Facebook Slider


Optional Member Code
Get News Alerts!
Guest Commentary

Guest Commentary (5334)

Education 0525wrp(Photo: Alan Levine / Flickr)


As a Black woman growing up in predominantly white neighborhoods and schools in Dallas, one of the most segregated cities in the US, I have since spent my professional life working to increase access to educational and economic resources for marginalized Black communities.

In that process, I've intimately experienced the symbiotic relationship between the systemic oppression of Black communities and the concentration of power -- including financial, political and social capital -- in predominantly white communities.

As managing director of Early Matters Dallas -- a program engaging stakeholders including parents, community business and philanthropic leaders to increase access to better early childhood outcomes -- I have learned that power, when used competently, expands. It is a false assumption that power is forever limited as a rule and not a fluid commodity.

Thursday, 24 May 2018 06:42

Embracing Kids Instead of Arming Them

ROBERT C. KOEHLER FOR BUZZFLASH AT TRUTHOUTkoehler 5 24 18What happens to kids who grow up feeling valued? Fabrice Florin

Let’s open the classroom doors -- all of them. Open up the schools, open up America, looking for the lost souls.

"Woo hoo!" he shouted as he fired off his guns. By the time he was done, ten more people were dead. Eight students, two teachers. 

More sacred lives tossed to the God of War.

The murders at Santa Fe High School, in Santa Fe, Texas, on May 18 were "the fourth-deadliest mass shooting at a U.S. public school in modern history," according to Reuters, as though such stats help us grasp what happened, and why. Perhaps in a way they accomplish the opposite -- converting the deaths to numbers, filing them away in the national memory as the news cycle moves on.

But we all know the next horror headline is waiting to be written.



cline 5 24 18Policy makers must work to end the criminalization of homelessness. scribbletaylor

Justin Abbott was sleeping under an overpass on a stormy Florida afternoon when two police officers approached, woke him up and told him to leave. Abbott refused. Things took a turn for the worse as the officers attackedAbbott for refusing to leave, sending all three to the hospital. Abbott ultimately went to jail, arrested for trespassing and resisting a law enforcement officer with violence.

The officers involved in the encounter were cleared of any wrongdoing. The encounter only made the news after two witnesses passing by captured it on their cell phones and posted it to social media. 

Unfortunately, police encounters like this one are a possibility for many homeless individuals in the United States. Actions associated with homelessness, such as panhandling or resisting an officer for refusing to leave a specific area, lead to arrest and jail. A 2015 report noted that as many as 15 percent of Americans incarcerated each year report being homeless. Indeed, homeless individuals are re-arrested at rates higher than individuals with stable housing.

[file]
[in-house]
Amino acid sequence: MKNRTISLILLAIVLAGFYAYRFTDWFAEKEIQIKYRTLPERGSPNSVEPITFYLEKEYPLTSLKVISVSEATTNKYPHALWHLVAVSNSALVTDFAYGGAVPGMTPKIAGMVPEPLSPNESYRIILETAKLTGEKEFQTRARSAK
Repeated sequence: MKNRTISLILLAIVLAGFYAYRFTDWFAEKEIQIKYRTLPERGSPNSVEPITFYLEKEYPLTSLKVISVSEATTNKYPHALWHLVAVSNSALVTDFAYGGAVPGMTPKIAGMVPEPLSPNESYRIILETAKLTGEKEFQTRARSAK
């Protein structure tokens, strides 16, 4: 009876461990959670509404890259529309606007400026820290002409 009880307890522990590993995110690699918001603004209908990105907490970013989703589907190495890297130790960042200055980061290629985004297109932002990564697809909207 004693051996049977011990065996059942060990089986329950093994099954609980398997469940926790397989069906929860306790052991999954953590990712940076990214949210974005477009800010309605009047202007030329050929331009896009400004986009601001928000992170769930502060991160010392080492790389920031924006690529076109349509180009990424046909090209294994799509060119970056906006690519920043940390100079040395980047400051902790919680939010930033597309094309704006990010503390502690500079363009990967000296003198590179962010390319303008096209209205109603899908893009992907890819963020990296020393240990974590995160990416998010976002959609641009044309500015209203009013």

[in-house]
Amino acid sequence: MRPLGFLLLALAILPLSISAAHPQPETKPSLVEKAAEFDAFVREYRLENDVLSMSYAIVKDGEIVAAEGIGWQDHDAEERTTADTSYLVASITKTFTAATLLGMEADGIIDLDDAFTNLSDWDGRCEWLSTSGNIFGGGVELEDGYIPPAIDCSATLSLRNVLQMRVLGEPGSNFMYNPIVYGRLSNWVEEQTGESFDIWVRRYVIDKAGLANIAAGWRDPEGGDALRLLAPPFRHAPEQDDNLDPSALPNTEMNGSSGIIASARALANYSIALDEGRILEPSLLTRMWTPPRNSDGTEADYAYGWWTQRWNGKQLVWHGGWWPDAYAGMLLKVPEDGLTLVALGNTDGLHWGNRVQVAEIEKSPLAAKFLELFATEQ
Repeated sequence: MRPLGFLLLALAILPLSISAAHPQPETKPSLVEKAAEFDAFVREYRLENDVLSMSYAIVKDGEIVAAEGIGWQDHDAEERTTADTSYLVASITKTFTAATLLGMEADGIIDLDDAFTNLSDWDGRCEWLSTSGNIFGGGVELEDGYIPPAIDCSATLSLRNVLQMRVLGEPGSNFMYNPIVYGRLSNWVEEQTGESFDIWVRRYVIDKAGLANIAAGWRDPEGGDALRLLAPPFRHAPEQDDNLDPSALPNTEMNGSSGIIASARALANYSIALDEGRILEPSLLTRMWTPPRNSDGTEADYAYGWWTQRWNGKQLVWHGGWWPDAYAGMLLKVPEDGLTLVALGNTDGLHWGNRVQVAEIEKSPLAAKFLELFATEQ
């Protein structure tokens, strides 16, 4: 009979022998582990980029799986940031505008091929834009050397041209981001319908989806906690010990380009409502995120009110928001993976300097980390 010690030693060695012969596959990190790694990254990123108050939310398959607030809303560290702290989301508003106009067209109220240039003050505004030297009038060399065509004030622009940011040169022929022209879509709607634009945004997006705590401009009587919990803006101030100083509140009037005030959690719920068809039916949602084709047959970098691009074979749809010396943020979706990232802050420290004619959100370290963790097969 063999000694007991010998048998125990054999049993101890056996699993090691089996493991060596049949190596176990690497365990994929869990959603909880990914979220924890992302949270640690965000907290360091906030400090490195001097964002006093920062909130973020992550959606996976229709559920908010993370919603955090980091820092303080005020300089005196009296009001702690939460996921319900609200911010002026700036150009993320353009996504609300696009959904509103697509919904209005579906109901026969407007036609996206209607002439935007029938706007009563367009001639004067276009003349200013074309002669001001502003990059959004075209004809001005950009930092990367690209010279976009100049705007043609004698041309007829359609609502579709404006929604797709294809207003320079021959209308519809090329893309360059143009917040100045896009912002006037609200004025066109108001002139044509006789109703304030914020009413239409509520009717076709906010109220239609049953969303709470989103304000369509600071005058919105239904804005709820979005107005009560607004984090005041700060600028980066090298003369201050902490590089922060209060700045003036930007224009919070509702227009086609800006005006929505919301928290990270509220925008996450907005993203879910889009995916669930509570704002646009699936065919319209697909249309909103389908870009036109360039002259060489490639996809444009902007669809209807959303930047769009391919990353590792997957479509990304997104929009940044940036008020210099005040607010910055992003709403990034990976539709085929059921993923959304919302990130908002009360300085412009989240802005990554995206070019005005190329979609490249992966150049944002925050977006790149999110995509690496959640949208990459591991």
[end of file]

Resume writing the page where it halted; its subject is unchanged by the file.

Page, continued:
Simply having a criminal record can be a bar to obtaining adequate housing or employment, which helps fuel the cycle of homelessness.


Yemen 0523wrp optA malnourished little girl with her mother in Yemen. (Photo: lastextremeanonymous / Flickr)On May 10, the Kingdom of Saudi Arabia informed the UN Security Council and UN Secretary General Antonio Guterres that Saudi Air Defenses intercepted two Houthi ballistic missiles launched from inside Yemeni territory targeting densely populated civilian areas in Riyadh, the Saudi capital. No one was killed, but an earlier attack, on March 26, 2018, killed one Egyptian worker in Riyadh and an April 28 attack killed a Saudi man.

Unlike the unnumbered victims of the Saudis' own ongoing bombardment of Yemen, these two precious, irreplaceable lives are easy to document and count. Death tolls have become notoriously difficult to count accurately in Yemen. Three years of U.S.-supported blockades and bombardments have plunged the country into immiseration and chaos.

In their May 10th request, the Saudis asked the UN to implement "all relevant Security Council resolutions in order to prevent the smuggling of additional weapons to the Houthis, and to hold violators of the arms embargo accountable." The letter accuses Iran of furnishing the Houthi militias with stockpiles of ballistic missiles, UAVs and sea mines. The Saudis' letter omits mention of massive U.S. weapons exports to Saudi Arabia and the United Arab Emirates (UAE).


Wealth 0523wrp opt(Photo: TMAB2003 / Flickr)In the fierce labor wars of the last century, industrial barons employed Pinkertons and other goons to bloody the heads of laborers or simply gun down those struggling for a share of economic and political power. It was brutal, but organized workers persevered and eventually gained a share of economic and political power. From their sweat and blood, America's middle class flowered.

Today, the bands of nouveau corporate royalists (with coats of arms bearing such names as Mercer, DeVos and Koch) are determined to take back those middle-class gains of yesteryear. They are working to achieve this through a coordinated, long-term campaign to crush the ability of working people to unionize, bust America's middle-class wage structure, eliminate job security and emasculate government as a force capable of controlling corporate avarice and arrogance.